Steve G.

Posts Tagged ‘monetary policy’

The Austrian/Monetarist split as a proxy for the rift within the LP

In Economics, Libertarian Party-US, Libertarian Politics on July 8, 2008 at 5:52 pm

From Amateur Economists:

“Libertarians are Republicans who smoke pot.” So goes the saying. And most Americans know little else about the Libertarian Party, America’s third largest, or the libertarian political philosophy. So when former Republican congressman Bob Barr announced his candidacy for the LP’s presidential nomination on May 12, the mainstream media assumed he was a shoo-in. After all, he was a Republican and now lobbies for the Marijuana Policy Project—how could someone better fit the popular definition?

But what the media failed to recognize is that many party members don’t consider libertarianism to be a branch of conservatism but, instead, its diametric opposite. These libertarians refused to embrace Barr and, instead, rallied behind the candidacy of party stalwart Mary Ruwart during the Libertarian National Convention on May 25. It took six ballots before Barr was finally able to win the party’s nomination with just over 51% of the vote, and the rift now between the “reformers” who backed Barr and the “radicals” who supported Ruwart is bitter—and largely economics related.

Read the whole article.

Six plank suggestions for the Boston Tea Party

In Constitutional Rights, Libertarian Party-US on June 5, 2008 at 12:14 am

The Boston Tea Party seems to have found its ticket — Charles Jay and Tom Knapp — and it is working on a platform. I recently joined the BTP and offered six suggestions on constitutional and monetary issues. Your feedback is appreciated.

  1. The Boston Tea Party acknowledges that the 14th amendment was never properly ratified, is illegitimate, and all ensuing legislation based upon the 14th amendment, including the Supreme Court’s “incorporation doctrine,” is null and void.
  2. The Boston Tea Party calls for the repeal of the 16th amendment, and a new amendment to the Constitution limiting the scope of Congress’s powers of taxation to proportioned taxes assessed to the states.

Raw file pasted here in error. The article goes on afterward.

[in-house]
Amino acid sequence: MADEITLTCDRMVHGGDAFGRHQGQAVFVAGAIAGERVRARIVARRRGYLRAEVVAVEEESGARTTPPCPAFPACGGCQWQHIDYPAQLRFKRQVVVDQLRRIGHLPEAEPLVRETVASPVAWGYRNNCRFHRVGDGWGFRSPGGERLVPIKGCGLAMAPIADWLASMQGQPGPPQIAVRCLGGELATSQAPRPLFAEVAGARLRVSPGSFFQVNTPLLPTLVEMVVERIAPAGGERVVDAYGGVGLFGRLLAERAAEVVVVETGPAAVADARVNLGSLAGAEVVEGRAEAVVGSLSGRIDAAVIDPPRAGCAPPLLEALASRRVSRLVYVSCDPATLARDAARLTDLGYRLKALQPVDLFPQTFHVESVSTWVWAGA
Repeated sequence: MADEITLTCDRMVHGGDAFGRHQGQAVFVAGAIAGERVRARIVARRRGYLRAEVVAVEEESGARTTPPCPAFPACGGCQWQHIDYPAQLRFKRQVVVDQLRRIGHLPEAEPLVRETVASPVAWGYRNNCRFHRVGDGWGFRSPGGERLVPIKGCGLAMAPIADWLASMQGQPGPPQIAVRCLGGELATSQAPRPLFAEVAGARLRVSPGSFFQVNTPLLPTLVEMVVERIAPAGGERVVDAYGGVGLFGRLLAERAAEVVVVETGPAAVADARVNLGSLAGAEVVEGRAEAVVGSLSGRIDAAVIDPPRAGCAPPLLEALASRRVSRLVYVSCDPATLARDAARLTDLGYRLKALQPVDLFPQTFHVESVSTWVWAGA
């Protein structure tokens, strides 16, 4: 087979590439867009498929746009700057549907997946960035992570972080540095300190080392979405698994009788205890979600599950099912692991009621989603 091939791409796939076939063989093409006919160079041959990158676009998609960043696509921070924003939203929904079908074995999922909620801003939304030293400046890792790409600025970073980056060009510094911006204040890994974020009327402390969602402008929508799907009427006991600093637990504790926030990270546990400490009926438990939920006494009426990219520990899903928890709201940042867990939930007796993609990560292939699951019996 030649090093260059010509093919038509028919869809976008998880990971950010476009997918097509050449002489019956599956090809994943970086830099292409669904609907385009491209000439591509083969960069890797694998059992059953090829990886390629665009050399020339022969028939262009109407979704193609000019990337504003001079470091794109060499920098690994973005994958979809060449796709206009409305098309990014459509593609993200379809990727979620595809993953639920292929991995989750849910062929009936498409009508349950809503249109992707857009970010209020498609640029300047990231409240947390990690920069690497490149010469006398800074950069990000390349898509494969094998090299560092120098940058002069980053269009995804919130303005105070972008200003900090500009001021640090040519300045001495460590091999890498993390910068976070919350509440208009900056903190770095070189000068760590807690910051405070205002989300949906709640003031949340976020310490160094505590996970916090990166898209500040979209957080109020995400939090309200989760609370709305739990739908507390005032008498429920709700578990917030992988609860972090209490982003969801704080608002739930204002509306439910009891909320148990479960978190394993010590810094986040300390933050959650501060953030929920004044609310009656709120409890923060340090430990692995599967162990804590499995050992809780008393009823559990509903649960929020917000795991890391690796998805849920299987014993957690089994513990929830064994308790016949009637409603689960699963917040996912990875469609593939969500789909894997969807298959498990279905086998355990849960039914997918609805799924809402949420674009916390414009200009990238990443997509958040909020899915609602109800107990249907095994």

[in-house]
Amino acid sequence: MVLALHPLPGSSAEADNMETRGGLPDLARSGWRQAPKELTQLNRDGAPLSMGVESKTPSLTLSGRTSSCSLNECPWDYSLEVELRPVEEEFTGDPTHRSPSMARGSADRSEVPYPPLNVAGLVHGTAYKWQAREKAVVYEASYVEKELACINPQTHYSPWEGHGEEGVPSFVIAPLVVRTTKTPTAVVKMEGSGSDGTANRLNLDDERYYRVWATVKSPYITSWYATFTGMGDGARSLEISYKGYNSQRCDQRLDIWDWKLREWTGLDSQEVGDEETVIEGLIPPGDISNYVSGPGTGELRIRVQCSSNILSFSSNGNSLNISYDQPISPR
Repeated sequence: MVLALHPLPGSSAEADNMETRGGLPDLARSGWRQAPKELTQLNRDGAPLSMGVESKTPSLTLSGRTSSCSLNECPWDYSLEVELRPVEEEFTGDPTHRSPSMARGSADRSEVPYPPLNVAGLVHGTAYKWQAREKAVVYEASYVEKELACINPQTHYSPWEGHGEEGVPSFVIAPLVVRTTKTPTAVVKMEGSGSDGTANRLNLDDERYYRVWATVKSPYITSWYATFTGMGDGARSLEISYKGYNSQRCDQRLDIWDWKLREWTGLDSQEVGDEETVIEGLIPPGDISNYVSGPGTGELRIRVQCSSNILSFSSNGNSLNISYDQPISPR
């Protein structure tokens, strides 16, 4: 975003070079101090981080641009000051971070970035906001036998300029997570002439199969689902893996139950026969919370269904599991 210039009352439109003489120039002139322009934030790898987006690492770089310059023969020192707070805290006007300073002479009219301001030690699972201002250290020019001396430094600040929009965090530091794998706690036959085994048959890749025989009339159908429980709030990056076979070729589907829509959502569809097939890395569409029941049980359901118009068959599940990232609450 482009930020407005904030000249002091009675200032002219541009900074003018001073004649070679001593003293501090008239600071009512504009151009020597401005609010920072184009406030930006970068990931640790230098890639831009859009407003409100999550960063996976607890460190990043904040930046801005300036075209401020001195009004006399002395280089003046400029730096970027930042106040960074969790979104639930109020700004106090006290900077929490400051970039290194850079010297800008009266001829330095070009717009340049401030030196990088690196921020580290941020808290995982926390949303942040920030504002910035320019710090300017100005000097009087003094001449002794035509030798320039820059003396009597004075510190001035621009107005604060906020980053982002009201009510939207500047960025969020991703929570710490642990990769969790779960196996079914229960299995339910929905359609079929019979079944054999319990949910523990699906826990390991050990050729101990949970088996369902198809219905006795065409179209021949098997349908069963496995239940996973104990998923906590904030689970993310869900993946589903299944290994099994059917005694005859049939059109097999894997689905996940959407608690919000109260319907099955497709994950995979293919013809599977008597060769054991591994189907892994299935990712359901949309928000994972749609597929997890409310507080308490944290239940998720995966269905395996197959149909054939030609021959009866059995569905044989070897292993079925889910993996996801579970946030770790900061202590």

3. The Boston Tea Party calls for the repeal of the 17th amendment, which gave us the direct election of senators. U.S. Senators should be elected by their state legislatures in order to best represent the interests of the individual states versus the federal government, as the framers intended.
  4. The Boston Tea Party calls for a Free Trade Amendment to the Constitution, revoking Congress’s powers to assess tariffs, duties, or other taxes on imports, and barring embargoes, sanctions, quotas, and other restrictions on free trade absent a formal declaration of war against the named country. This amendment would render all current trade agreements null and void and prohibit the negotiation of new ones, henceforth.
  5. The Boston Tea Party calls for the abolition of the Federal Reserve, and the liquidation of the Federal Reserve System and all federal-government assets, excluding those few necessary for legitimate constitutional functions, for the purpose of paying off the national debt and redeeming all outstanding Federal Reserve Notes, pro-rata.
  6. The Boston Tea Party calls for the full legalization of competing currencies and the abolition of unconstitutional legal-tender laws. Under the Constitution, only the states may declare legal tender, and they are limited to choices of gold and silver.

Note: Membership in the Boston Tea Party in no way excludes someone from membership in the LP, nor does it preclude support of the LP presidential ticket. I do like having the BTP as a back-up option for a write-in vote that will be counted, though. And I think it will be fun to help fashion a truly libertarian platform, without the statist “reformers” raining on our parade.